Quantitative network analysis offers a powerful way to explore correspondence networks to uncover the large-scale spatial and temporal characteristics of power structures, communication patterns, and recording practices. To support this, we will provide humanities scholars with improved tools and infrastructure to allow network analysis on large datasets.

This will be accomplished, first, by a locally installed, simple web-application that employs algorithms from the NetworkX library to allow users to easily perform a subset of network analysis techniques. The tool will serve as the primary means for introducing network analysis in the project’s training schools. While the interface described above is a useful starting point, it cannot address the wide range of advanced research avenues that quantitative approaches enable. For this reason, the project will also develop a set of bespoke Python scripts to explore more complex tasks, such as the analysis of overlapping and temporal networks with arbitrary edge data.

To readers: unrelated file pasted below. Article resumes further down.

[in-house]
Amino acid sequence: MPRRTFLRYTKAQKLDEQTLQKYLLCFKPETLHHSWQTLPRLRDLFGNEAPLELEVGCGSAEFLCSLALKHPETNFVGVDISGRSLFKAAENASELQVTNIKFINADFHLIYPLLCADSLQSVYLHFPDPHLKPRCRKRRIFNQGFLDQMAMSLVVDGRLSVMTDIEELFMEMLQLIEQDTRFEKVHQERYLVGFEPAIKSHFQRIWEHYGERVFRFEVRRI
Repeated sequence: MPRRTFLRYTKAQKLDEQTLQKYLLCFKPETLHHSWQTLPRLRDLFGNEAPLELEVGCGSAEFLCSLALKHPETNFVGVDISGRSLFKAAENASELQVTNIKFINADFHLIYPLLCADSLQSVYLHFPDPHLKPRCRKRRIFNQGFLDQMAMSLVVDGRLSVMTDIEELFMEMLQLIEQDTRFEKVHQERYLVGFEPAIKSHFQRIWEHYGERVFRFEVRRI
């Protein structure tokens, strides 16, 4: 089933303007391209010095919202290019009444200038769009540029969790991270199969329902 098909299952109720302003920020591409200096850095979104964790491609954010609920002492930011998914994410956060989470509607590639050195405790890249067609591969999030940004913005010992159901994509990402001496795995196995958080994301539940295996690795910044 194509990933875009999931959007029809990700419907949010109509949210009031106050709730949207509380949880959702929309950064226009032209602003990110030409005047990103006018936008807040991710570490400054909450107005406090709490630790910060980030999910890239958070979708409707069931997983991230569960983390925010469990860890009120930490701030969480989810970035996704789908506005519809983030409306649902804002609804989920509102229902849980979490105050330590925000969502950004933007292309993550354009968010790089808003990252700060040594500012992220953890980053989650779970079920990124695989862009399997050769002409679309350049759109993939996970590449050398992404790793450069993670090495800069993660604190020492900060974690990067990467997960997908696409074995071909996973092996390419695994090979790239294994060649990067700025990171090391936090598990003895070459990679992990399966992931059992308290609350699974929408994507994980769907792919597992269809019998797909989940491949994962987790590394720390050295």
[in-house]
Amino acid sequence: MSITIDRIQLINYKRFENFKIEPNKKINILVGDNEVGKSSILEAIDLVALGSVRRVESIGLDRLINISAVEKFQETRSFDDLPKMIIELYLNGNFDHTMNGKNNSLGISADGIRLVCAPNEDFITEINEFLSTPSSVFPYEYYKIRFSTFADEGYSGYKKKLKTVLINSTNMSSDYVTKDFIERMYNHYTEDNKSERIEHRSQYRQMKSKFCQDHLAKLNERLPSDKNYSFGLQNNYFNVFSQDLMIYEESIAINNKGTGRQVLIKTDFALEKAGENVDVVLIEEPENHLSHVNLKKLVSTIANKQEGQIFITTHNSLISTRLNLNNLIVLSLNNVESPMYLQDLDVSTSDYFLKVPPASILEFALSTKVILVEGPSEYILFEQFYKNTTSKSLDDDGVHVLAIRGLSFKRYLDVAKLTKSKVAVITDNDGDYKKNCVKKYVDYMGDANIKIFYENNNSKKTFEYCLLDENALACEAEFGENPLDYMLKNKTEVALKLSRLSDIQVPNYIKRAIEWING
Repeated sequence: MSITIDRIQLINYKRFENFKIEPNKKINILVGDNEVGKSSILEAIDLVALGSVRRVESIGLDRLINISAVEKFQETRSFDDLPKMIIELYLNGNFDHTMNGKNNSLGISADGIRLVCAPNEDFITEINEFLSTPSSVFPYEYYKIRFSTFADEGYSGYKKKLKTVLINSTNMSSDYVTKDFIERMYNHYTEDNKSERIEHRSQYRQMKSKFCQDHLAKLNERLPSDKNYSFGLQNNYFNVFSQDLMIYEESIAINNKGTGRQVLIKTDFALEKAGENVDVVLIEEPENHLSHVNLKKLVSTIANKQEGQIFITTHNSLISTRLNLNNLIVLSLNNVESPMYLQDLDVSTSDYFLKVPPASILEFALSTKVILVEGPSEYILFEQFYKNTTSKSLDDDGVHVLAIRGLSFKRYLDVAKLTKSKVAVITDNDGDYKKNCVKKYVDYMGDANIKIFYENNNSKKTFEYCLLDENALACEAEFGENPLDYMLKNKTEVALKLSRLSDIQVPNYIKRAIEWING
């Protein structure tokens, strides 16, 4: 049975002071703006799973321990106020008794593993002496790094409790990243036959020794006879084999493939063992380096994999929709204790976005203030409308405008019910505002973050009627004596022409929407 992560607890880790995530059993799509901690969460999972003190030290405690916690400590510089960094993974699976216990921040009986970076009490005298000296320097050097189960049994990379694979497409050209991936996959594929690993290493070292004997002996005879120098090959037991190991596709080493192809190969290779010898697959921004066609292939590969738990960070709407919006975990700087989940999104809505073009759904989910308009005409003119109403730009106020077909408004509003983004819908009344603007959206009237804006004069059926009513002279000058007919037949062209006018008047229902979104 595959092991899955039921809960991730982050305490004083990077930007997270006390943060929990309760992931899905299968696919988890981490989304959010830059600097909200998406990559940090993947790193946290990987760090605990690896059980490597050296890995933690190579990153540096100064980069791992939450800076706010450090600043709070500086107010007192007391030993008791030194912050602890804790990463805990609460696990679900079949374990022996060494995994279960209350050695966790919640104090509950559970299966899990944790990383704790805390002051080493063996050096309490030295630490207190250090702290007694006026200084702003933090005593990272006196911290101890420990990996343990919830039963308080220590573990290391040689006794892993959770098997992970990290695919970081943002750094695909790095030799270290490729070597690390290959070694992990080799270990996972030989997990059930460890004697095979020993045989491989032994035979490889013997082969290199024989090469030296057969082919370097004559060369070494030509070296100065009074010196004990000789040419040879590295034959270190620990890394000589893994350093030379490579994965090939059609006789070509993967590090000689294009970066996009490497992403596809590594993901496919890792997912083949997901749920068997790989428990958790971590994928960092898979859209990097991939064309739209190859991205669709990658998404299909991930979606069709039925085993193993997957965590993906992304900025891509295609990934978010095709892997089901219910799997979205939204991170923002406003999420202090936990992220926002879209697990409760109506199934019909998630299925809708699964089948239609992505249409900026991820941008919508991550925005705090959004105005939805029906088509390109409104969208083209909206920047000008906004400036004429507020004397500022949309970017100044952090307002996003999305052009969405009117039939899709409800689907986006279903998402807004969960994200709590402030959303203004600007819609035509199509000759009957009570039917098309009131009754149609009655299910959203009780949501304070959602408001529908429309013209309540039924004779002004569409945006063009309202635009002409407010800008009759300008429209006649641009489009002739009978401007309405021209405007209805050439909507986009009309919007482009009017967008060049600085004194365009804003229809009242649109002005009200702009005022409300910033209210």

To make it easier for researchers to access the curated meta-archive, Early Modern Letters Online (EMLO) will be enhanced to filter and search records based on basic quantitative network measures such as degree, strength and centrality. This will be coupled with new means for users to export on-demand entire catalogues or the results of custom search queries to simplify the reuse of this data in external tools. Additionally, developers will gain the ability to query and export EMLO data via a new REST API.

All software components and infrastructure developed during the project will be shared under open-source licenses, consolidated into standalone, Docker containers, and their build scripts shared on our GitHub repository.